Mahenthiran K installed a second hard drive into his PC. The computer should still boot from the original drive, but it doesn’t boot at all.
When you install a second hard drive in a PC, it shouldn't get in the way of the original drive’s boot process. Of course, there’s often a big gap between what should happen and what does happen.
Let’s see if we can fix this problem.
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Chances are that your PC is treating the new drive, which I assume has no operating system installed on it, as the boot drive.
Once upon a time, you had to check tiny jumpers on the drives to fix this. Now you just need to enter your PC’s Setup program (sometimes called the BIOS) and change the boot order.
I can’t tell you exactly how to do this, because it varies from one model to another. Generally, soon after you turn on the PC, well before Windows loads, a message similar to “Press F2 for Setup” flashes onscreen. Press whatever key it tells you to press.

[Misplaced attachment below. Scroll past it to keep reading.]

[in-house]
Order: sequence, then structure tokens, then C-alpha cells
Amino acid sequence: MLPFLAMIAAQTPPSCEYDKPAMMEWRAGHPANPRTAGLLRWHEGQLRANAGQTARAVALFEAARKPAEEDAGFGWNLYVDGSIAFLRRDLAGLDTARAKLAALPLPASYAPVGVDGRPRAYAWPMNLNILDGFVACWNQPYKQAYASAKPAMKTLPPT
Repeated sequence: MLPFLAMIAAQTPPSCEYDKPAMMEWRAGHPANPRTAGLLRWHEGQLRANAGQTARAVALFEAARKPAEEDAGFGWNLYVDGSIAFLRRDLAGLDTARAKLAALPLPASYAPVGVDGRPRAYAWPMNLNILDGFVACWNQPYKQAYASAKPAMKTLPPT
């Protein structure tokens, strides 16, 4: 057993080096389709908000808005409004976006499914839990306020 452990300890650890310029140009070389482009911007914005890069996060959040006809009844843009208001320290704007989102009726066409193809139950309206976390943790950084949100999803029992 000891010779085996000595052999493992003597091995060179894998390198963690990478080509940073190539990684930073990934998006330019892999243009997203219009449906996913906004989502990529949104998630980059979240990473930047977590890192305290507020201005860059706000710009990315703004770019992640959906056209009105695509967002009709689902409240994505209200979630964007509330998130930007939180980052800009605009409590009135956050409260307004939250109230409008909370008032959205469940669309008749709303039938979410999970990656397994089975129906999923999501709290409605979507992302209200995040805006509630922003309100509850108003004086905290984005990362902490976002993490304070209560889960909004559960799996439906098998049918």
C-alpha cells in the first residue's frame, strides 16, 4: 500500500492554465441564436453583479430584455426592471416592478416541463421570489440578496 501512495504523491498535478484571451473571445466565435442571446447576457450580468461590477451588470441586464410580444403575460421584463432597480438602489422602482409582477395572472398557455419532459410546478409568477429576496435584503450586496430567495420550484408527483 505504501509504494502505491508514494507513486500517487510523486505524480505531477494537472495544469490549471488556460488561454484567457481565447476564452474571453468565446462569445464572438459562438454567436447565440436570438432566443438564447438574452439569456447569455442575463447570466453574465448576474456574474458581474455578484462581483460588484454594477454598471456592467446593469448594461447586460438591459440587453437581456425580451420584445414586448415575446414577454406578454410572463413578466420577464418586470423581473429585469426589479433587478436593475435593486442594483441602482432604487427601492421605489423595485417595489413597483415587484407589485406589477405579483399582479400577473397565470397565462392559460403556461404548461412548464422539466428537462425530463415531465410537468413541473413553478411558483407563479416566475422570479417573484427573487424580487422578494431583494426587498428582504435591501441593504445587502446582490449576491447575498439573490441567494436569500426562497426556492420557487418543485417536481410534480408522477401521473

This will bring you to the Setup program. Both drives should be listed on the opening screen. If not, there’s a hardware problem, which I’ll go into later.
Assuming the drives are both listed, it’s up to you to examine the menus, find the boot order, and change the drives. This can be tricky. You might find only one hard drive option in the boot priority list. In that case, there may be another option to select one drive over the other:
But what if one of the drives doesn’t show up at all? You may have loosened a cable when you installed the new drive.
Shut down the PC, unplug the power, and open the case. Check to make sure that no cables are loose. Remember that a hard drive needs two cables: SATA and power. If either of them is disconnected or loose, the BIOS won’t see the drive, and the computer won’t be able to use it.
What if the PC is truly bricked, and you can’t even get to the Setup program? Unplug both cables to the new drive and boot. If it boots fine with one drive and not with two, you’re probably overloading the power supply. Consider replacing it with something more powerful.
If you remove the new drive and it still won’t boot—even to Setup—I’d suspect that you damaged something else while installing the drive. At this point, I’d recommend taking it to a professional.